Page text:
I traveled yesterday to Vang Vieng, a small town about halfway between Luang Prabang and the country’s capital city, Vientiane. I splurged on a VIP bus ticket, partially unwittingly, but wanting a higher level of comfort than a local bus. I’d heard that the ride was a miserable six hours over bumpy, unpaved mountain roads that wind and twist relentlessly.
It was all that and more. Thankfully, I had the two seats of my row to myself and I hunkered down with my iPod and braced myself. Before long, the Lao child across the aisle was puking into the barf bag supplied to all passengers when we boarded. Then the woman behind me started, too–and gripping the headrest of my seat for support as she retched violently. And that continued for not six, but eight hours, due to heavy fog. We stopped at a roadside stand where, thanks to the VIP ticket, we all received a free dinner of Vietnamese-style pho soup with abundant fresh herbs and a peppery broth. Absolutely delicious.
I was feeling apprehensive about my arrival in Vang Vieng. It’s a town that was unheard of just two years ago–but now it’s hit the backpacker radar in the worst way possible. Young, drunk Aussies (and others, but I do love to pick on the Aussies) come year-round to get obscenely drunk and high, float down the river on an innertube, stop at makeshift bars floating in the river and watch looping reruns of Friends and Family Guy in TV bars that have mushroomed (no pun intended) along the town’s only majorish road.
I was, in a word, reluctant. I had also heard that the scenery is spectacular and the region therefore warranted a visit. I hadn’t made any sleeping arrangements, dreading staying in places called “Chill-Lao” and “SpicyLao Backpackers.” I knew of an organic permaculture farm with beds a few kilometers out of the town, but was worried that I wouldn’t be able to find transport as I was arriving late at night. Thankfully, the bus unexpectedly stopped for a moment at the road leading to the farm and three of us tumbled out.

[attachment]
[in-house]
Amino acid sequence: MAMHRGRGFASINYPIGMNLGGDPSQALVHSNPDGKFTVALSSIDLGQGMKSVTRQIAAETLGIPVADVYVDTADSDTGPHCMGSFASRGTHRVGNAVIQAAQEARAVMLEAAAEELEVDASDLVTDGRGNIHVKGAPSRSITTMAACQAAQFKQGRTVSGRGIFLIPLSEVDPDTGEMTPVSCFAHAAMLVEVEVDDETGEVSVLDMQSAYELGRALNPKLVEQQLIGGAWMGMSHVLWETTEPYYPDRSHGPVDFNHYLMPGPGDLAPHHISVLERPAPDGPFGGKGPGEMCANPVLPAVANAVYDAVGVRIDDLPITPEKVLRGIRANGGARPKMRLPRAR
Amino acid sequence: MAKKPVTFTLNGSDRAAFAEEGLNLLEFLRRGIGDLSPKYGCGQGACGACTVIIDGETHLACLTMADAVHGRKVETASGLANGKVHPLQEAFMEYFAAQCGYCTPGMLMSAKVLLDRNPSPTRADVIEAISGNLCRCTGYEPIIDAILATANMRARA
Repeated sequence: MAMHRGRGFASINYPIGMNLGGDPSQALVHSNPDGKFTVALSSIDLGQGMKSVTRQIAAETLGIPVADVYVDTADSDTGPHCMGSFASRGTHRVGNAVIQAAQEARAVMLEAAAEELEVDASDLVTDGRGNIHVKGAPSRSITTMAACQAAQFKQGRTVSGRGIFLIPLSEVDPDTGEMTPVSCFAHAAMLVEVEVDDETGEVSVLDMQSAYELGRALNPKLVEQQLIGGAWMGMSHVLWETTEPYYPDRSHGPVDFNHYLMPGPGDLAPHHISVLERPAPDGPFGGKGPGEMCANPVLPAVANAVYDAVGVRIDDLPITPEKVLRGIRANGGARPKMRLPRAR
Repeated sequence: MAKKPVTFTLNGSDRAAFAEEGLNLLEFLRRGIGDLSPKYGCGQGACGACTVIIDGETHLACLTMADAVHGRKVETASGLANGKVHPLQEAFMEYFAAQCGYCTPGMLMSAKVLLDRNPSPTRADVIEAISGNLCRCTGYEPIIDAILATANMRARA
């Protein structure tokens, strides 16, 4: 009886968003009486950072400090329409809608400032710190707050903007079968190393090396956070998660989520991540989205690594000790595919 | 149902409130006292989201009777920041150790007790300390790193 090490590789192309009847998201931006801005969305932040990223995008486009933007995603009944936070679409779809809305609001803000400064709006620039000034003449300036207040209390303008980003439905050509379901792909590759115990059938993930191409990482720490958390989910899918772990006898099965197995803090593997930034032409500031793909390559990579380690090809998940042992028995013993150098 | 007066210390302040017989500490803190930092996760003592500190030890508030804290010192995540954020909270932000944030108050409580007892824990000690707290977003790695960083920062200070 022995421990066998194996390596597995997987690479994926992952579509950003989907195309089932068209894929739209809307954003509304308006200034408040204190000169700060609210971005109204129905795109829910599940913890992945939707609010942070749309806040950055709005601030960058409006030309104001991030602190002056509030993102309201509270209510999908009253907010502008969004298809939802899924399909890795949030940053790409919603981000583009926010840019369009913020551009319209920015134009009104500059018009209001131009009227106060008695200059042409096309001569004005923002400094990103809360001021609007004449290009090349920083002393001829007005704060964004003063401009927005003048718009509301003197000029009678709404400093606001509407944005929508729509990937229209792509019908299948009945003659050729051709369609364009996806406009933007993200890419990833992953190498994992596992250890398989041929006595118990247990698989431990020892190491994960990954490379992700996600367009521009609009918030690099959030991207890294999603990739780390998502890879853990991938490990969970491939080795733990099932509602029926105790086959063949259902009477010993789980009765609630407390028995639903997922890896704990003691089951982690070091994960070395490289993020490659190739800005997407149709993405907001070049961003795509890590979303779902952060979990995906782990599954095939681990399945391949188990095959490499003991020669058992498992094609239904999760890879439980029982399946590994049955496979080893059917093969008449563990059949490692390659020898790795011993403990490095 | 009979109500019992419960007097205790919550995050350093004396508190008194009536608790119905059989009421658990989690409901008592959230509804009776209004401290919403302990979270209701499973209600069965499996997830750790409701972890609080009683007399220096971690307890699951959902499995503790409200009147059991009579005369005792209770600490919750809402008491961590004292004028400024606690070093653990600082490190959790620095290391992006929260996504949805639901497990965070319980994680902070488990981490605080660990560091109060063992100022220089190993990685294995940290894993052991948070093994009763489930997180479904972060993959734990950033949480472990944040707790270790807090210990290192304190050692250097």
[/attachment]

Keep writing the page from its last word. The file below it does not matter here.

The farm was immediately a relief. It was a warm atmosphere and the cafe was serving dinner to a small group of chilled-out looking travelers. I was so glad. I chatted with Dennis, an American in his late 50s who basically just wanders the world. He most recently owned a few bungalows for backpackers in rural Guatemala. For cash, he goes back to the US a few months at a time and works as a pipefitter. Initially I wasn’t impressed, but his smoker’s cough, Texan’s drawl and traveler’s tales eventually won me over. We became friends.
I also chatted with Ryan, another American, who has been living on the farm for a few months. He filled in the details about the tubing for me. The idea was pretty repugnant to me as it is, but then there are the fatalities. Three people have died this year alone–and it’s barely February. Last year, the cumulative number was 22. They die by drunkenly jumping off of rickety plastic slides into the shallow river, falling drunkenly out of their inner tubes and drowning, or drunkenly thwacking their heads on the stopper bar on the zip lines recently installed here.
The innertubing has changed the town, too. Travelers stumble around in bikinis and board shorts, pissing and puking where they please. They grope each other, yell the cringe-inducing party “whoooo!” at all hours, and haggle relentlessly with the tuk-tuk drivers charged with returning them safely to their backpacker flophouses. The New Zealand Herald said it best–“If teenagers ruled the world, it might resemble Vang Vieng.” The farm folk, it suffices to say, aren’t impressed with the new influx of foreigners.